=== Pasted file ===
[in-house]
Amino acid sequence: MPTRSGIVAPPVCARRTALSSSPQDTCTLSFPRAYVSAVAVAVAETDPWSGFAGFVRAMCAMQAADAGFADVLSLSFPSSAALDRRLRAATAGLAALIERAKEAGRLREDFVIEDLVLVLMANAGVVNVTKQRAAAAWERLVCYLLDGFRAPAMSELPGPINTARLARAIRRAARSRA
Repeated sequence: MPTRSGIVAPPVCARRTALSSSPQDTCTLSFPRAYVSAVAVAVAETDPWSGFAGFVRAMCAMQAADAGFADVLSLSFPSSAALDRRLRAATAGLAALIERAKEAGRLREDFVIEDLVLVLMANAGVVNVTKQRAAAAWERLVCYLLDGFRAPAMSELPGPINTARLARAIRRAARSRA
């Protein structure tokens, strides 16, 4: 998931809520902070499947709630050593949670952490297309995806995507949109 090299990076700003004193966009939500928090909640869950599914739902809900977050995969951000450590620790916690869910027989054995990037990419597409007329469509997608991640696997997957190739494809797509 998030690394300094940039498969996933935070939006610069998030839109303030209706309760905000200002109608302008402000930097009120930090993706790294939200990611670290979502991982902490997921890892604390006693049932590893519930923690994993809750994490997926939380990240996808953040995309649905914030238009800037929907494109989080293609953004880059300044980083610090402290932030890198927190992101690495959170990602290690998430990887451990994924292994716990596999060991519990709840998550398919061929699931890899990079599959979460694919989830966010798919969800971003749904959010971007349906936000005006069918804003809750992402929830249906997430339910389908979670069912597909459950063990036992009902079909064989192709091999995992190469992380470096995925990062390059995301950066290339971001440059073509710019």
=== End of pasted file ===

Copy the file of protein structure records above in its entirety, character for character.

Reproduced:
[in-house]
Amino acid sequence: MPTRSGIVAPPVCARRTALSSSPQDTCTLSFPRAYVSAVAVAVAETDPWSGFAGFVRAMCAMQAADAGFADVLSLSFPSSAALDRRLRAATAGLAALIERAKEAGRLREDFVIEDLVLVLMANAGVVNVTKQRAAAAWERLVCYLLDGFRAPAMSELPGPINTARLARAIRRAARSRA
Repeated sequence: MPTRSGIVAPPVCARRTALSSSPQDTCTLSFPRAYVSAVAVAVAETDPWSGFAGFVRAMCAMQAADAGFADVLSLSFPSSAALDRRLRAATAGLAALIERAKEAGRLREDFVIEDLVLVLMANAGVVNVTKQRAAAAWERLVCYLLDGFRAPAMSELPGPINTARLARAIRRAARSRA
């Protein structure tokens, strides 16, 4: 998931809520902070499947709630050593949670952490297309995806995507949109 090299990076700003004193966009939500928090909640869950599914739902809900977050995969951000450590620790916690869910027989054995990037990419597409007329469509997608991640696997997957190739494809797509 998030690394300094940039498969996933935070939006610069998030839109303030209706309760905000200002109608302008402000930097009120930090993706790294939200990611670290979502991982902490997921890892604390006693049932590893519930923690994993809750994490997926939380990240996808953040995309649905914030238009800037929907494109989080293609953004880059300044980083610090402290932030890198927190992101690495959170990602290690998430990887451990994924292994716990596999060991519990709840998550398919061929699931890899990079599959979460694919989830966010798919969800971003749904959010971007349906936000005006069918804003809750992402929830249906997430339910389908979670069912597909459950063990036992009902079909064989192709091999995992190469992380470096995925990062390059995301950066290339971001440059073509710019």